Makers of things and makers of Government

Make no mistake, there is good work to be done redesigning our online and in-person user experiences with government. The problem is, design cannot fundamentally change the experience we have with it. A better designed form is good, but it can’t change the questions on the form, or the number of times you have to line up in a government building. There are limits to how much improvement we can make if we don’t make structural changes to our lawmaking process and the government processes that result.

Typically, there is a significant divide between the process of creating laws and implementing them. Not only in the actual policy decisions at hand, but conceptually — how will the way this new rule is crafted affect the way we interact with it? Well-intentioned but badly designed legislation can and does have disastrous consequences.

Our highest volume interactions with government get the most scrutiny from this perspective, and rightly so. Voting and long lines at the DMV are among our favorite talking points. We complain, pressure collectively for improvement, and once successful, we walk away. In other less frequent or critical interactions with government, we usually expect a bad experience, then do little to change it. Often, we blame the government employee responsible for holding the hoops we have to jump through, rather than the people who created the hoops in the first place.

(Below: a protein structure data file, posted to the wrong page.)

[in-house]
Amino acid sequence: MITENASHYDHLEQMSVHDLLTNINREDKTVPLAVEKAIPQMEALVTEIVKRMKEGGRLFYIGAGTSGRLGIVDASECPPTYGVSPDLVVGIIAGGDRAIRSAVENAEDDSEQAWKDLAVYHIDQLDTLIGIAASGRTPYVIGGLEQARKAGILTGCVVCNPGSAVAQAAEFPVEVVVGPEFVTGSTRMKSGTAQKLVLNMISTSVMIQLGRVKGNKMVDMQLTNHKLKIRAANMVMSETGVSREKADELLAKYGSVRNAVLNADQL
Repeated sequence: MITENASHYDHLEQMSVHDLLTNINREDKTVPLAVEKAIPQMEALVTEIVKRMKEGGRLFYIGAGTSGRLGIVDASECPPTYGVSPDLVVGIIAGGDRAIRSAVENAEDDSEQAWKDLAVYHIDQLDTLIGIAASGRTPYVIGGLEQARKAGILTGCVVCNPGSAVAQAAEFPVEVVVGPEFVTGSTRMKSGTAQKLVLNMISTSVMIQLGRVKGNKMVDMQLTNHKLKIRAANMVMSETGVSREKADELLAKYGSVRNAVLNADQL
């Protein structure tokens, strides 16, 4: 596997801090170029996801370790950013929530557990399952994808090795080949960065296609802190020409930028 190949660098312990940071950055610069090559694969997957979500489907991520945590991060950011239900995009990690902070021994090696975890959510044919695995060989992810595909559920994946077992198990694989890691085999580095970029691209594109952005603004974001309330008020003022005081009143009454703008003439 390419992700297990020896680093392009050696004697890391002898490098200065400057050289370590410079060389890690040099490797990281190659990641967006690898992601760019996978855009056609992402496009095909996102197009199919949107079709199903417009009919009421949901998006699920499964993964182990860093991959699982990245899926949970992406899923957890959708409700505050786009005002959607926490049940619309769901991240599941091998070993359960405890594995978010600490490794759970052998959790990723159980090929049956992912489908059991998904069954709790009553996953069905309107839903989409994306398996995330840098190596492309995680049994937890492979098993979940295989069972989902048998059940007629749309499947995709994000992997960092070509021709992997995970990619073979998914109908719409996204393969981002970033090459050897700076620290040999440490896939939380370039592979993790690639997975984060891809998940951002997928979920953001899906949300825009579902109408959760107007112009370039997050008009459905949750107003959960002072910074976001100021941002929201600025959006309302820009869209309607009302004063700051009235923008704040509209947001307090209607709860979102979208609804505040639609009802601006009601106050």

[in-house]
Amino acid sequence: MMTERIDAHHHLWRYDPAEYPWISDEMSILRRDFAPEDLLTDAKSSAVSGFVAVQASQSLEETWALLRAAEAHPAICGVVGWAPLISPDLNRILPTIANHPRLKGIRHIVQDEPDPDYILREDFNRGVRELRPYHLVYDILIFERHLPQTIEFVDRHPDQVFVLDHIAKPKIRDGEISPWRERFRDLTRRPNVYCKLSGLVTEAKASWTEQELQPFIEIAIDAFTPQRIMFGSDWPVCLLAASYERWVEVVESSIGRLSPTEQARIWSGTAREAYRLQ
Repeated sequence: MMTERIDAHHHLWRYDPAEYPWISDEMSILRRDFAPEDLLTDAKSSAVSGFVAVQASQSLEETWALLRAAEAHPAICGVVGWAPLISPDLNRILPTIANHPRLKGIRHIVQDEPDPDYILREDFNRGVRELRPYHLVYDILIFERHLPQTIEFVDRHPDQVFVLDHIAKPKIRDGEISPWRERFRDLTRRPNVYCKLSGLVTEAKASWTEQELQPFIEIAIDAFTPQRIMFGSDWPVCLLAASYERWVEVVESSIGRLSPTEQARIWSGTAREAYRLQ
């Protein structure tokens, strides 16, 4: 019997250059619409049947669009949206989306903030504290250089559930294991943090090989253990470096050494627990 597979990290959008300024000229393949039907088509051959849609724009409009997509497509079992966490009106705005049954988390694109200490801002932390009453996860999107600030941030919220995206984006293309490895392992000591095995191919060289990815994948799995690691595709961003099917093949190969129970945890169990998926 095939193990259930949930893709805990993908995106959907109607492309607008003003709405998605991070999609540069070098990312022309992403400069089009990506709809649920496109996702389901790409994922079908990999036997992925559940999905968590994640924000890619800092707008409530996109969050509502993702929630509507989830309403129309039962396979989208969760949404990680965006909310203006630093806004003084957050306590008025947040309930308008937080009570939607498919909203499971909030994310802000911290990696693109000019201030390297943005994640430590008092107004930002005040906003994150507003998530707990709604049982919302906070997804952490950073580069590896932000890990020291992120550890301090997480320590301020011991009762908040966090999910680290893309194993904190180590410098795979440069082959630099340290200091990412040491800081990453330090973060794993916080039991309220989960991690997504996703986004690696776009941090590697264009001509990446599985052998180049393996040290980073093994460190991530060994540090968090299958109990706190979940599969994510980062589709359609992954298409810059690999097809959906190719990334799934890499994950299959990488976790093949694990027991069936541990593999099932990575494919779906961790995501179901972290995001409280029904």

I don’t have a solution, I just want to pose a question: What would it be like if our legislative bodies were more balanced between lawyers and people who make things we interact with every day - designers, entrepreneurs and engineers? A fascinating chart published by Business Week breaks down the 113th congress by profession. Some highlights:

  • 173 lawyers
  • 130 businesspeople
  • 64 career politicians and government employees

All told, that’s 367 out of 535 voting members, or 69% of congress made of up of legislative pros, not by makers of things.

The question is a simple one: What if the lawmaking process was more reflective of us, and driven not just by societal and public policy outcomes, but by the user experience actual citizens have?

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